So, this COVID19 thing has really gotten out of hand. I'm a simple man, so the subtleties that make this particular new strain of virus such a panic-inducing event. As usual, the extremes of both sides make it hard for someone like me to figure out what to do and what to say to everyone. Fortunately, I don't talk to that many people, so I view myself as relatively safe.
Except for my mouth that's a little sore from having the implant attached yesterday morning, I'm in pretty fair shape. I also wash my hands.
I'm hoping that since my own targeted race is in the middle of May, things will have blown over and I won't have to change my plans. I feel pretty awful for everyone who's having their plans - training, trips, competitions, celebrations, in many cases the dreams of months, years or even lifetimes - trashed in one fell swoop by the "over abundance of caution." And let's not forget the people who would be at risk if the world decided that the measures we're taking were a joke. My 87 year old dad, my 80 year old mother-in-law come to mind quickly. Mrs. Dave, who will be on the front lines every day caring for the infected as well as the regular load of patients she has at the hospital. She doesn't get the luxury (and make no mistake, it's a luxury) of working virtually like I have starting Monday (not to mention that most of my building is empty today).
It doesn't seem like this thing is on a par with ebola or the bubonic plague as far as its mortality rate, but it's able to spread very quickly and make a ton of people sick. Suppose the next one is a real killer. Wouldn't it be nice if we learned some things about isolating contagion and protecting ourselves by trying what we can to halt this one? We might learn some other things as well that could make our lives better, healthier and more productive. Who knows?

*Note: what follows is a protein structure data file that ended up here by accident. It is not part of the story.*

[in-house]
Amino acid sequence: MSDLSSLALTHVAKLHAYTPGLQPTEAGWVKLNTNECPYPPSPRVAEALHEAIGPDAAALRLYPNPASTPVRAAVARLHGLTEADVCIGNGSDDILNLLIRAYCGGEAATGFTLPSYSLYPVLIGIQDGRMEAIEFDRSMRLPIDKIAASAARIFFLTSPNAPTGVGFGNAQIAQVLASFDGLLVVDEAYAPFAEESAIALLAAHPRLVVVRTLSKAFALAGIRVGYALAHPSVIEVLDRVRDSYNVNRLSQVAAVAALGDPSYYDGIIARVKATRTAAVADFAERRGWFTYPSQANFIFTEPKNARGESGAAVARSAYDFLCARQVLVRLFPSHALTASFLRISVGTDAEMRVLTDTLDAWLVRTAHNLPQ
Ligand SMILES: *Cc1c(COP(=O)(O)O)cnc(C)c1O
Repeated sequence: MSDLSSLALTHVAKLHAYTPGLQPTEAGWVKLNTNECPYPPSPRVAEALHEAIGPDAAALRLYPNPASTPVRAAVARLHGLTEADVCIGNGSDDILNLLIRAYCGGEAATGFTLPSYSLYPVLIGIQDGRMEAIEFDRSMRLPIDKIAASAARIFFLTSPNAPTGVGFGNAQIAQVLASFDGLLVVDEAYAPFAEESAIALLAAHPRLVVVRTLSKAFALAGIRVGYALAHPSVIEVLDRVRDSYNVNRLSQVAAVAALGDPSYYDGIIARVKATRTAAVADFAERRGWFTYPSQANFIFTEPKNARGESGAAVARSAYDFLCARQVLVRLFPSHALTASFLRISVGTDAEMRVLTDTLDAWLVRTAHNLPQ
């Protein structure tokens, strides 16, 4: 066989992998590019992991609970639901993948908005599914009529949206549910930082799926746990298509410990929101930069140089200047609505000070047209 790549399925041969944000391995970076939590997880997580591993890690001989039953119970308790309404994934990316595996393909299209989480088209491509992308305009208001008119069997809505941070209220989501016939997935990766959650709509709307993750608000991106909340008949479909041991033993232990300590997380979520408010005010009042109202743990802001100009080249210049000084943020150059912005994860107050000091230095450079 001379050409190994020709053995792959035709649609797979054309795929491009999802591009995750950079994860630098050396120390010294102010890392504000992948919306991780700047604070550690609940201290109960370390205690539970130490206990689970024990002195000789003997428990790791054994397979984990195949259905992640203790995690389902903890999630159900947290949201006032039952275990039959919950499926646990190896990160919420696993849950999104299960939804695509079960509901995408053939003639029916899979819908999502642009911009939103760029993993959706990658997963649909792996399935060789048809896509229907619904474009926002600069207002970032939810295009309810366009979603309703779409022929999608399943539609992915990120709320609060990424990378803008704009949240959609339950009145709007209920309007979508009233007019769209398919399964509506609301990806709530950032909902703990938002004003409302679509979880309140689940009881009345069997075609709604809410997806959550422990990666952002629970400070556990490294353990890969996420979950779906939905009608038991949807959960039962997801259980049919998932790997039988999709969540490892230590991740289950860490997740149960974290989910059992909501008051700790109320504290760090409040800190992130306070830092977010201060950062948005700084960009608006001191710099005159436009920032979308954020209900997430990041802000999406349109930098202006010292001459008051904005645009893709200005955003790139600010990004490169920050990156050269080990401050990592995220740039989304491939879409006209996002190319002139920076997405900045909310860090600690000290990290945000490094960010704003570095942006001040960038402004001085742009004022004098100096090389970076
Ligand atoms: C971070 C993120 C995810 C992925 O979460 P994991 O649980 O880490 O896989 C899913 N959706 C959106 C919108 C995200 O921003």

Taking advantage of this early spring, I've been hitting the bricks pretty hard, at full training mileage and incorporating both my speed work sessions every week now. And starting to see some progress already. With some good weather in the mountains of western Maine in May, this could be my best spring marathon yet. Of course, that's still nine weeks away, so I'll knock on wood.
Saturday's long run was 14 miles. Just a touch too cold for comfort, but still a shorts and LS shirt day. The wind was chilly and at one point I thought about calling Mrs. Dave for my gloves and headband, but I decided to suck it up and eventually the route took me out of the worst of it and I finished OK.
Tempos and intervals are what really tell me how things are going, training wise. The first two weeks of tempo runs went OK, at about 8:12 pace for 5 and 6 miles. Last week's 5 were under 8:00 and more consistent than the previous two. This week it was warmer. 62o. I remember last year having serious acclimating issues in the spring, so this first run in the 60s was a question mark. 8:02, 8:02, 8:01, 8:07, 8:17, 7:58. Blaming the wind for #5.
On Tuesday I happened on the girls' distance group, doing some sprint work. I stopped to say hi to the coach. One of them asked if I was going to run with them. I'd have thought about it if they weren't doing 200s. Sammy doesn't like 200s. So I ran 7 by myself.
4 x miles on Wednesday with 600m recovery. It was cold again, with a chilly wind, so I was in tights. Tights normally slow me down a little. I figured to be happy with anything under 7:45, since my tempo run was at 8:00. Most important of course is to be able to finish the last one without dying. 7:21, 7:22, 7:30, 7:31. I'm going to call those all even, with a slight elevation factor on the second pair. Also, kudos to the guy at the gas station where I had to stop half way. There was a sign on the door that said the facilities were out of order, but he told me it was OK. And it was EXCEPT that he was almost out of TP. And I needed almost all of it to clean up. Whew.
Yesterday was an extra rest day with the surgery. 8 today and 10 tomorrow.
Following the worldwide cancellations of everything. I mentioned in one comment that we should think virtually, so the training everyone's been putting in might not go to waste. I wasn't planning on a Snowbuster this year because last year had such low participation, but Treegirl wondered if this would be a good thing. I think I agree and am willing to organize a virtual race festival if there's enough interest. I'm shooting for a half marathon on the 28th myself, but am willing to do the math if folks want to run more or less than that. Sort of late to call it a Snowbuster, so maybe a Virus-buster?